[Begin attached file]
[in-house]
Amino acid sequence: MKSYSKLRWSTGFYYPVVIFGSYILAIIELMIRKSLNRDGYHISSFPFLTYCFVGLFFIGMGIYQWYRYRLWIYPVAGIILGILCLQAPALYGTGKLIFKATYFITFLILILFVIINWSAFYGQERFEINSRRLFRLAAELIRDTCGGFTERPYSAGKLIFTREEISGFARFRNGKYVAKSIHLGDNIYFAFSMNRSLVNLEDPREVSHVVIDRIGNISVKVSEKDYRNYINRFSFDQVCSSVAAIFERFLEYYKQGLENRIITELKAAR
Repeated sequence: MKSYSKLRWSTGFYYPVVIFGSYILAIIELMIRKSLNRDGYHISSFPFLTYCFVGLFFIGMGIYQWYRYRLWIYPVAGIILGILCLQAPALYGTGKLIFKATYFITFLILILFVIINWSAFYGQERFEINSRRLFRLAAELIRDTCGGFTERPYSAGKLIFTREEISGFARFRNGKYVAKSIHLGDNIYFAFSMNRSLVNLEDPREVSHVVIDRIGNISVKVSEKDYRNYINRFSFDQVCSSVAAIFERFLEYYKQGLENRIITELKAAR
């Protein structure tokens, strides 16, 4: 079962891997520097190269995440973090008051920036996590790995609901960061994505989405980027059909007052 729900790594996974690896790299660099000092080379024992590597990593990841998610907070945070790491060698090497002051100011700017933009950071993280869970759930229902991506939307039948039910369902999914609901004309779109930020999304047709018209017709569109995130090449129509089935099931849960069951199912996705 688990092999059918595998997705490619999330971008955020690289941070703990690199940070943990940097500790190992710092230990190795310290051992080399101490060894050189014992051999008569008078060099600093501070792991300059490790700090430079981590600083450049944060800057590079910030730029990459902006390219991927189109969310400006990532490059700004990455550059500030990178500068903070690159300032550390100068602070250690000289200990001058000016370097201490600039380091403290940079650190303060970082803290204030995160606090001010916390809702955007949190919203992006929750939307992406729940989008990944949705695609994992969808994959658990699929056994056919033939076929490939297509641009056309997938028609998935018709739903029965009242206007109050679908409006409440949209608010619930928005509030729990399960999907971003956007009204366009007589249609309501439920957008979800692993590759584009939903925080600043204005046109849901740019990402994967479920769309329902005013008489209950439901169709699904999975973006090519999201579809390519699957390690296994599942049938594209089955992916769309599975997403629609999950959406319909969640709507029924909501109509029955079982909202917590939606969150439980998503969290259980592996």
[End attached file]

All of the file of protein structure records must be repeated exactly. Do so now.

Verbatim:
[in-house]
Amino acid sequence: MKSYSKLRWSTGFYYPVVIFGSYILAIIELMIRKSLNRDGYHISSFPFLTYCFVGLFFIGMGIYQWYRYRLWIYPVAGIILGILCLQAPALYGTGKLIFKATYFITFLILILFVIINWSAFYGQERFEINSRRLFRLAAELIRDTCGGFTERPYSAGKLIFTREEISGFARFRNGKYVAKSIHLGDNIYFAFSMNRSLVNLEDPREVSHVVIDRIGNISVKVSEKDYRNYINRFSFDQVCSSVAAIFERFLEYYKQGLENRIITELKAAR
Repeated sequence: MKSYSKLRWSTGFYYPVVIFGSYILAIIELMIRKSLNRDGYHISSFPFLTYCFVGLFFIGMGIYQWYRYRLWIYPVAGIILGILCLQAPALYGTGKLIFKATYFITFLILILFVIINWSAFYGQERFEINSRRLFRLAAELIRDTCGGFTERPYSAGKLIFTREEISGFARFRNGKYVAKSIHLGDNIYFAFSMNRSLVNLEDPREVSHVVIDRIGNISVKVSEKDYRNYINRFSFDQVCSSVAAIFERFLEYYKQGLENRIITELKAAR
């Protein structure tokens, strides 16, 4: 079962891997520097190269995440973090008051920036996590790995609901960061994505989405980027059909007052 729900790594996974690896790299660099000092080379024992590597990593990841998610907070945070790491060698090497002051100011700017933009950071993280869970759930229902991506939307039948039910369902999914609901004309779109930020999304047709018209017709569109995130090449129509089935099931849960069951199912996705 688990092999059918595998997705490619999330971008955020690289941070703990690199940070943990940097500790190992710092230990190795310290051992080399101490060894050189014992051999008569008078060099600093501070792991300059490790700090430079981590600083450049944060800057590079910030730029990459902006390219991927189109969310400006990532490059700004990455550059500030990178500068903070690159300032550390100068602070250690000289200990001058000016370097201490600039380091403290940079650190303060970082803290204030995160606090001010916390809702955007949190919203992006929750939307992406729940989008990944949705695609994992969808994959658990699929056994056919033939076929490939297509641009056309997938028609998935018709739903029965009242206007109050679908409006409440949209608010619930928005509030729990399960999907971003956007009204366009007589249609309501439920957008979800692993590759584009939903925080600043204005046109849901740019990402994967479920769309329902005013008489209950439901169709699904999975973006090519999201579809390519699957390690296994599942049938594209089955992916769309599975997403629609999950959406319909969640709507029924909501109509029955079982909202917590939606969150439980998503969290259980592996």